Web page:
Welcome to the North Coast U3A Region Page
Meetings are held every Friday at the Stirling Leisure Centre Hamersley, Cnr Belvedere Road and Lampard Street Hamersley. Contact Terry on 0401358026 for further information.
The Walking Group meets at the Stirling Leisure Centre Hamersley each Friday and at other times at various locations. Contact Nina on 93095560 for details.
On the fifth Friday of a month an outing is arranged and details are announced at the regular meetings.
Contacts: Terry — mobile 0401 358 026, email: firstname.lastname@example.org
Sails and Wheels
Sails and wheels….North Coast yachting personality Nigel Ridgway (right) compares notes with Alan Naber, who rhapsodised about bicycles when presenting “A Social History of Cycling”. He posed a number of tantalising questions, including:
- did cycling change the world?
- was cycling involved in the emancipation of women?
- and how did cycling affect the development of the WA Goldfields?
Smartly attired in cycling gear from a bygone era, Alan highlighted the development of cycling from 1817 to the 1920s and its profound influence on society.
Dulcet Tones of the Dulcimer
Peter Alcock intrigued and entertained North Coast (Hamersley) colleagues with the history and musical quality of a little known string instrument, the dulcimer. He was accompanied by dulcimer exponent, Christine Hogan from Mad Tatters, pictured instructing Peter Flanigan to have a go at making music with the tiny hammers used on the strings.
Dick Whittington: fact and fiction
Elton Brown is a former engineer who has devoted his retirement years to the study of medieval history – which he enjoys sharing with the U3A Regions. His repertoire ranges from a Chaucer rogues’ gallery to European monarchy and folklore stories for children. His North Coast (Hamersley) audience were invited to revisit the traditional nursery story of Dick Whittington and his cat and discovered that:
- Dick Whittington and his cat really existed — in the 14th Century;
- He did become Lord Mayor of London three times;
- Dying without heirs, Dick (or Sir Richard) Whittington left a megafortune to finance public works to benefit London’s poorer citizens….including the first public lavatories:
- His legacy included the Whittington Hospital – still existing today, thanks to the Whittington fortune which has survived (in part) for almost six centuries.
Star-gazing made easy
Talks Coordinator Terry Harvey (who is himself a popular presenter with U3A Regions) said he was thrilled to find an exciting new talent among North Coast’s recent surge of new members. He was referring to Paul Fisher (pictured at right with Elizabeth Brennan) who gave a stellar performance unlocking the mysteries and complexities of astrophysics.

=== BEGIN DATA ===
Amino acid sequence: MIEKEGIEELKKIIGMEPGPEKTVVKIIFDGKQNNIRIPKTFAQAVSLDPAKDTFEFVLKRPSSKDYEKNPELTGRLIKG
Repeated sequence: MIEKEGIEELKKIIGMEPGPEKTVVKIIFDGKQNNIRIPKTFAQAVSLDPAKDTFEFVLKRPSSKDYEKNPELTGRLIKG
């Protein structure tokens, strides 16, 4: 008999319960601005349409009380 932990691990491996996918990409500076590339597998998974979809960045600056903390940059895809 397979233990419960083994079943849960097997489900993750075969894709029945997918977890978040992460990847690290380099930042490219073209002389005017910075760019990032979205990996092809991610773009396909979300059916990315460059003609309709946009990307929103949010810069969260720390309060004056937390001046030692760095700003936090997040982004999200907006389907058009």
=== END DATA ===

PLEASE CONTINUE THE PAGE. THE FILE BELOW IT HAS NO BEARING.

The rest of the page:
A retired engineer responsible for the design and planning of Perth’s major highways as well as the northern railway, Paul spoke with authority and humour, describing the different types of stars, and how each goes through its life cycle; how some stars end their life with a whimper and some with a bang and how the death of stars gives new life to the universe.
Richard Offen talks about Perth’s Theatres
One of U3A’s most popular speakers, Richard Offen, treated North Coasters to two versions of his presentation, “The History of Perth Theatres and Cinemas” — the first on Zoom during the Covid closure; the second to an enthusiastic Hamersley audience of around 70 members and visitors. The presentation followed the rise and decline of Perth’s favourite entertainment venues, from 1853, when a travelling salesman gave a magic lantern show in a tent. Much loved but almost forgotten Colonial theatre sites included:
- The old Courthouse, scene from 1876, of many a world-class musical recital;
- The Theatre Royal, opened near London Court in 1897;
- The purpose-built Melrose Theatre, opened in 1911 to support the new wonder of the age: the picture show….
- and modern performing arts favourite, the Playhouse, built in the 1950s, demolished in 1912 as part of a redevelopment program.
Richard well known as a historian, author and broadcaster, brought many of those old favourites back to life. As a connoisseur of international theatre, he also paid homage to two of his personal favourites: Perth’s irrepressible His Majesty’s and the unique Quarry Amphitheatre in our Western suburbs.
Exploring the Great Southern
Ric Foster recently took fellow North Coasters on a historical armchair journey through WA’s Great Southern…..home of his pioneering family. He described the rapid growth in the late 19th Century of the rail network linking Albany to the existing rail system at Perth and Fremantle. As surveyor general, the renowned visionary, explorer and statesman, John Forrest, oversaw a land grant scheme which financed railway infrastructure and opened up the region to agriculture.